during a police chase, the group’s headquarters was raided in Kiev, and
the parliament voted to disarm all paramilitary units. If anything has
hindered the implementation of this decision, it is, above all, separatist
unrest in the East and the threat of a Russian invasion.

The tragic deaths of more than  40 people (mostly pro-Russia activists) in
a fire in Odessa on May 2 after a clash between pro-Russia and pro-Ukraine
demonstrators has added fuel, as it were, to the “Ukrainian Nazis”
narrative—particularly since it easily lends itself to World War II
parallels of people being burned alive by Nazis.  In his Guardian piece,
Pilger baldly accuses anyone who treats the circumstances of the fire as
“murky” of complicity in the coverup of a massacre. But in fact, the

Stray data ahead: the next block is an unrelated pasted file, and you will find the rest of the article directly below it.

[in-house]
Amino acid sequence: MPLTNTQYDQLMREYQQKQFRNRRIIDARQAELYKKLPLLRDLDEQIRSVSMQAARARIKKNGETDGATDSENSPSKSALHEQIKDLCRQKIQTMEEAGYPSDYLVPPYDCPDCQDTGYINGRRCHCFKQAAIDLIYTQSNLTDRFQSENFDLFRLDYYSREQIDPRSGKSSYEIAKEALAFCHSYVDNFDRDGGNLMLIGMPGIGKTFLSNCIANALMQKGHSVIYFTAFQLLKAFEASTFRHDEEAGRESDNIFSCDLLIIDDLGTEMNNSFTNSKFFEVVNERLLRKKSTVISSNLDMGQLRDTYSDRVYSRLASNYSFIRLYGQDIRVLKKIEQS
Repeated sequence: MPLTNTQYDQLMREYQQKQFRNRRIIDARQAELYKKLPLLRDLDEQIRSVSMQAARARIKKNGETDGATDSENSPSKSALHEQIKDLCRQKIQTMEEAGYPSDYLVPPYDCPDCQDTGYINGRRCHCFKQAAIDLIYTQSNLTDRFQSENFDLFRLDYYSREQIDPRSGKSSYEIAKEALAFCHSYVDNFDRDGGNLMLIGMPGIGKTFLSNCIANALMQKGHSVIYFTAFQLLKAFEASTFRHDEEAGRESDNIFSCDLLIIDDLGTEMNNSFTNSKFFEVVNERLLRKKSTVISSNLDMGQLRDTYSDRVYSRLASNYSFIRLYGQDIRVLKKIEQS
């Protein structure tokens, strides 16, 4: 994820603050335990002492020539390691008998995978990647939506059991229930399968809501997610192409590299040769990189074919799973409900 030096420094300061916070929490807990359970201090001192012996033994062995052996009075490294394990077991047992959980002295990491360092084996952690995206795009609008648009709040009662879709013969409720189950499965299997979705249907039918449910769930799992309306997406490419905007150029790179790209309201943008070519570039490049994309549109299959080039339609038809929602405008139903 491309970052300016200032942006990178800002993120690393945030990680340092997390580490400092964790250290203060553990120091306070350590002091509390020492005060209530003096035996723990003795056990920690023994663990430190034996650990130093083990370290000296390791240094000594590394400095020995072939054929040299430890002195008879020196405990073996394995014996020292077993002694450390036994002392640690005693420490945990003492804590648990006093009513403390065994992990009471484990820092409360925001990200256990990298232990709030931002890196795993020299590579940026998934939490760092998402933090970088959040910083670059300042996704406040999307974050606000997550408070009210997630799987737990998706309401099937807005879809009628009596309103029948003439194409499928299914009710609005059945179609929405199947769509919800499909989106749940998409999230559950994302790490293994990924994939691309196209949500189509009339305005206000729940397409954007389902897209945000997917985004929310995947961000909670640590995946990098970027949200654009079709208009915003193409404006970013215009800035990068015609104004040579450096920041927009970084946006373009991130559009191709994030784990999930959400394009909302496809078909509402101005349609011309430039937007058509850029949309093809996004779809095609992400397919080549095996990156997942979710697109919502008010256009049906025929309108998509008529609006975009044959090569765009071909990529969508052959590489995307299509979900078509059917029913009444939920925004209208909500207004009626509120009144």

circumstances are murky—to such an extent that even some “alternative”
media pushing the “neo-Nazi atrocity” angle have suggested that the
incident was a “false flag operation,” with the dead slaughtered inside
the building before the fire and the pro-Maidan “fascists” disguising
themselves as separatists to stage the street fight. Just why Maidan
supporters would engineer this horrific hoax to make their opponents look
sympathetic is not explained.

 Meanwhile, Pilger recycles an already discredited (and removed) Facebook
post by an “Odessa doctor” claiming that the nationalists stopped him
from helping injured people who managed to get out of the building and
chased him off with anti-Semitic threats. (Video footage shown on Russian
TV—with voice-over narration claiming that fire survivors who managed to
get out were beaten and hacked to death outside—actually shows people in
the crowd assisting a woman who climbs down a rope from a window.)